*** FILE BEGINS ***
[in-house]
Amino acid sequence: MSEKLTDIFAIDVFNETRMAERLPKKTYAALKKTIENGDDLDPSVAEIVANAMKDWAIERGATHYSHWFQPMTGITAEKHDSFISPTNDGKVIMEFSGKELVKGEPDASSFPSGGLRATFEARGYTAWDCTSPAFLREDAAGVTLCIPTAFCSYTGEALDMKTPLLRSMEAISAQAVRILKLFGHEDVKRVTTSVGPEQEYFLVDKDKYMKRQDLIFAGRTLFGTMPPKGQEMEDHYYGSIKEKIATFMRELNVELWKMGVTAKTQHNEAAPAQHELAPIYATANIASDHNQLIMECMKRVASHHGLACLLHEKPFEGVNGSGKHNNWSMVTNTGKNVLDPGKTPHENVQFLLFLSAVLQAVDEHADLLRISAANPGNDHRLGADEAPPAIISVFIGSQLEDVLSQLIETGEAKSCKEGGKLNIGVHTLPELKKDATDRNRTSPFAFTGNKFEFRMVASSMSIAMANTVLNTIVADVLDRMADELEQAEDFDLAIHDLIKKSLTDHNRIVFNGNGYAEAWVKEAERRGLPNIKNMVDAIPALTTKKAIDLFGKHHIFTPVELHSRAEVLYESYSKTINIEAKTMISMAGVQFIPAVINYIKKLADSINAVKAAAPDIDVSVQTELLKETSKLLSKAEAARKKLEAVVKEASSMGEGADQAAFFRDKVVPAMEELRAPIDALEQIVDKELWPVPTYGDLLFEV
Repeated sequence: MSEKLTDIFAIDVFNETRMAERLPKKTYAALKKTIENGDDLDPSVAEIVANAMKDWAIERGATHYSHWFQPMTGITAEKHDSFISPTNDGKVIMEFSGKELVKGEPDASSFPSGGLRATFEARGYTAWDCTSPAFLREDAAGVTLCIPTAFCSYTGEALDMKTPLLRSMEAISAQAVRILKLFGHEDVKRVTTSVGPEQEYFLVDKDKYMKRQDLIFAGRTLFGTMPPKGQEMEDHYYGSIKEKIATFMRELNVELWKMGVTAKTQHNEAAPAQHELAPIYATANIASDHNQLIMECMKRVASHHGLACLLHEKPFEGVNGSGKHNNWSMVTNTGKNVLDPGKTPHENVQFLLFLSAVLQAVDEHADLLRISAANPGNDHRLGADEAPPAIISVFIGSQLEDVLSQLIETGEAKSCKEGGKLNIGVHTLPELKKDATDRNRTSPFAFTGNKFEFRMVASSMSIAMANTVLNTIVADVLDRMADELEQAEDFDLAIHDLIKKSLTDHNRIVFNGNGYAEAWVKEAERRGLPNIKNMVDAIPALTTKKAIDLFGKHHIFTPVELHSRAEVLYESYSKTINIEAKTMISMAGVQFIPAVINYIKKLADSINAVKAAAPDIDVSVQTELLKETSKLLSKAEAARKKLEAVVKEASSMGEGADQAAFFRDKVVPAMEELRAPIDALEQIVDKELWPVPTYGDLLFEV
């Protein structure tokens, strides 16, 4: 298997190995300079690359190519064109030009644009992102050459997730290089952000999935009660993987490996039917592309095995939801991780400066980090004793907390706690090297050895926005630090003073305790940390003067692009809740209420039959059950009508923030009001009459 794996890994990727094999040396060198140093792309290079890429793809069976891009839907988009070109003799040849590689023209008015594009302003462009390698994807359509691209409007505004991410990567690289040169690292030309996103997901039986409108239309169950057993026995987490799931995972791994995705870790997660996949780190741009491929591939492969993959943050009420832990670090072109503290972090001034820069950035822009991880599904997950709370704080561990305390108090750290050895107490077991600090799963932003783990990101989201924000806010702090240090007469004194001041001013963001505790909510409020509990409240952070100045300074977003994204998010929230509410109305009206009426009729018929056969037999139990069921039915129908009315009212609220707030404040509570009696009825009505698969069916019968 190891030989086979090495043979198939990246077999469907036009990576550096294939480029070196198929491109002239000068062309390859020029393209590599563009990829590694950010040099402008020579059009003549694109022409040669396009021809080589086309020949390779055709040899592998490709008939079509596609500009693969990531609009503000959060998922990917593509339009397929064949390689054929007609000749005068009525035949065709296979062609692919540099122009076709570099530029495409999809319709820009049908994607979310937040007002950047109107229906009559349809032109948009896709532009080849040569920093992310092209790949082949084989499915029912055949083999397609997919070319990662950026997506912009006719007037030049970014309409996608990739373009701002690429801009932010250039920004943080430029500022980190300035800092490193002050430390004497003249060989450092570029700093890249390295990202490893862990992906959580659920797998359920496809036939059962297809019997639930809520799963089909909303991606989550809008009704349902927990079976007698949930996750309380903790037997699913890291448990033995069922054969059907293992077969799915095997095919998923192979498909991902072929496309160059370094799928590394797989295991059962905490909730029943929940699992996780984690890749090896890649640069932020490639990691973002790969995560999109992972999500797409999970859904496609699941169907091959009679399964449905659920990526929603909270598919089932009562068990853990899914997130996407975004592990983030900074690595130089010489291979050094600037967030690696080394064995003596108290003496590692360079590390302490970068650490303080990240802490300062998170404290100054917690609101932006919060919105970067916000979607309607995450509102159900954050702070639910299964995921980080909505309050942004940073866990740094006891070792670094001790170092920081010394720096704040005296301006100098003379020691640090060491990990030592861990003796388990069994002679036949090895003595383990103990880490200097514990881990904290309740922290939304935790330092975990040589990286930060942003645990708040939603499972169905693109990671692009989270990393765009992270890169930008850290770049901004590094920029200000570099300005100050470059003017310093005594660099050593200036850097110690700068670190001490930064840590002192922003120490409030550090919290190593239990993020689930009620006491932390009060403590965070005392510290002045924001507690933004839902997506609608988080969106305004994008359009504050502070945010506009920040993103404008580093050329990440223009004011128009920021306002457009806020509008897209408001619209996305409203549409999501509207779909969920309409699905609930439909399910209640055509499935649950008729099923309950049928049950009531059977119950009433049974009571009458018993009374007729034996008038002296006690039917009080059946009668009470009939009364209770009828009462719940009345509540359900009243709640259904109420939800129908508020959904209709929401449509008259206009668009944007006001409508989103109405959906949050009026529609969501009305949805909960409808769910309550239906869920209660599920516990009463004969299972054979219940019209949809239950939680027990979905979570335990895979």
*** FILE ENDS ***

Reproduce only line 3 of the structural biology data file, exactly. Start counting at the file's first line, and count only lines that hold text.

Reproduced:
Repeated sequence: MSEKLTDIFAIDVFNETRMAERLPKKTYAALKKTIENGDDLDPSVAEIVANAMKDWAIERGATHYSHWFQPMTGITAEKHDSFISPTNDGKVIMEFSGKELVKGEPDASSFPSGGLRATFEARGYTAWDCTSPAFLREDAAGVTLCIPTAFCSYTGEALDMKTPLLRSMEAISAQAVRILKLFGHEDVKRVTTSVGPEQEYFLVDKDKYMKRQDLIFAGRTLFGTMPPKGQEMEDHYYGSIKEKIATFMRELNVELWKMGVTAKTQHNEAAPAQHELAPIYATANIASDHNQLIMECMKRVASHHGLACLLHEKPFEGVNGSGKHNNWSMVTNTGKNVLDPGKTPHENVQFLLFLSAVLQAVDEHADLLRISAANPGNDHRLGADEAPPAIISVFIGSQLEDVLSQLIETGEAKSCKEGGKLNIGVHTLPELKKDATDRNRTSPFAFTGNKFEFRMVASSMSIAMANTVLNTIVADVLDRMADELEQAEDFDLAIHDLIKKSLTDHNRIVFNGNGYAEAWVKEAERRGLPNIKNMVDAIPALTTKKAIDLFGKHHIFTPVELHSRAEVLYESYSKTINIEAKTMISMAGVQFIPAVINYIKKLADSINAVKAAAPDIDVSVQTELLKETSKLLSKAEAARKKLEAVVKEASSMGEGADQAAFFRDKVVPAMEELRAPIDALEQIVDKELWPVPTYGDLLFEV